The God who chose to become flesh and dwell among us has never, and will never abandon us or cause the murder of innocents just to prove us wrong.
Okay. End of rant.
But Mary doesn’t quite know where this journey will take her. All she knows is life will not be the same after this news from the angel.
And so Mary pauses for a moment on the journey, we imagine, to look back and realize her childhood is gone, the world of Seventeen Magazine and dances at the high school is behind her now. And she makes haste for her cousin Elizabeth’s. Because the journey is too difficult to make alone.
Mary doesn’t go to her best friends from school. She doesn’t post the news on facebook, asking people to pray for her.
The pregnant teenager seeks the presence of a formerly barren, pregnant old woman– someone who knows life is complicated.
As soon as Elizabeth hears Mary’s voice she proclaims, “blessed are you among women and blessed is the fruit of your womb. And blessed is she who believed that there would be a fulfillment of what was spoken to her by the Lord.”
I can imagine, at that point, hearing a real, live person give validation to the words of the Angel must have caused Mary to collapse in a heap of relief. “I’m not crazy. I didn’t make it up. Elizabeth knows it too.”
And then we get the Magnificat, which is Latin for “magnify”, as in the beginning of her song. “My soul magnifies the Lord…”
This song of Mary reminds us of other songs by other women in scripture. Hannah at the temple after the birth of Samuel. Miriam after the defeat of the Egyptians at the Red Sea. The song begins with praise for blessings received. Even in the midst of an unplanned pregnancy, Mary searches for her blessings.
But then she goes on to make claims about God. And the claims she makes suggests she realizes there are implications for more than just her when God comes to earth as the child of a teenage girl from Nazareth. “God has brought down the powerful from their thrones, and lifted up the lowly; he has filled the hungry with good things and sent the rich away empty.”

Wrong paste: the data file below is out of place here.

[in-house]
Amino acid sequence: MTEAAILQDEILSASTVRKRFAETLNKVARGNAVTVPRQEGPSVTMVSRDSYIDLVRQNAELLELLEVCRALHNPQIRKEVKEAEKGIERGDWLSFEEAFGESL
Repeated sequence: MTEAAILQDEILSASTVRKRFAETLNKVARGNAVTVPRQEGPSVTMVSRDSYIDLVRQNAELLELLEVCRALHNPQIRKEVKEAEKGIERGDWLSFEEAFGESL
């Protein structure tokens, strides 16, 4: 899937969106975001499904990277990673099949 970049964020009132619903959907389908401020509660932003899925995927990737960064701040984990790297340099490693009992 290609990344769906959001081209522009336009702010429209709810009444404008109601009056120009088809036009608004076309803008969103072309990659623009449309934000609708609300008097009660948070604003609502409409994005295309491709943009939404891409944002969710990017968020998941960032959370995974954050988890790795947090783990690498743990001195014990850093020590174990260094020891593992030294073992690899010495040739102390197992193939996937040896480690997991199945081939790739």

And as far as we can tell, in either the text or in our world, Mary is speaking of things that haven’t quite happened yet. Powerful people still seem to be on their thrones. The lowly still seem to be low. The hungry are still going to the food banks and, despite the worsening economy, the rich are not quite empty. Children are still dying.
As Christians, we are a people of hope. Hope that the promises God made to Israel have been fulfilled in Christ’s birth and will be fulfilled in Christ’s return. So, we live in hope that our work together as God’s people will make Mary’s song true for the people in our community, for the families who mourn the loss of their children.
And we remember joy. Not blithe happiness, as if nothing were wrong in the world around us.
But that joy that wells up in our souls when we remember that the pain and sorrow in this world do not have the final say. The joy that welled up in Mary, in the midst of the uncertainties of her journey, allowing her to sing a magnificent song.
One of my friends shared this quote with me.
Joy is not the absence of suffering. It is the presence of God.
This is joy Sunday, the day of Advent we remind each other of this truth. God is present with us. God is being born for us again, a babe in a manger.
There is joy in the world because of this. The light shines in the darkness, and the darkness has not overcome it.
CS Lewis describes joy this way. “Joy is distinct… from pleasure. It must have the stab, the pang, the inconsolable longing.”
We, as God’s children, have the gift and responsibility of making JOY, complete with its longing, incarnate to the world around us. And while there are many responses to the tragedies of our world, I’d like to share 3 quotes that suggest what we could be about as Christians responding to the world around us, so we may bring light to the dark corners of our world.
The first is from The Hobbit.
One of the elves asks Gandalf the wizard why he brought a Hobbit on the journey. Here is his response. ‘I do not know, Saruman believes that it is only great power that can hold evil in check. But that it is not what I’ve found. I’ve found it is the small things, every act of normal folk that keeps the darkness at bay — simple acts of kindness and love.’
The second quote is from the conductor Leonard Bernstein.
And the final is from Mr Rogers:
So this week, I invite you to tend to the small things, the helper things, the beautiful things, and to welcome the joy in the midst of the darkness of the world. Amen.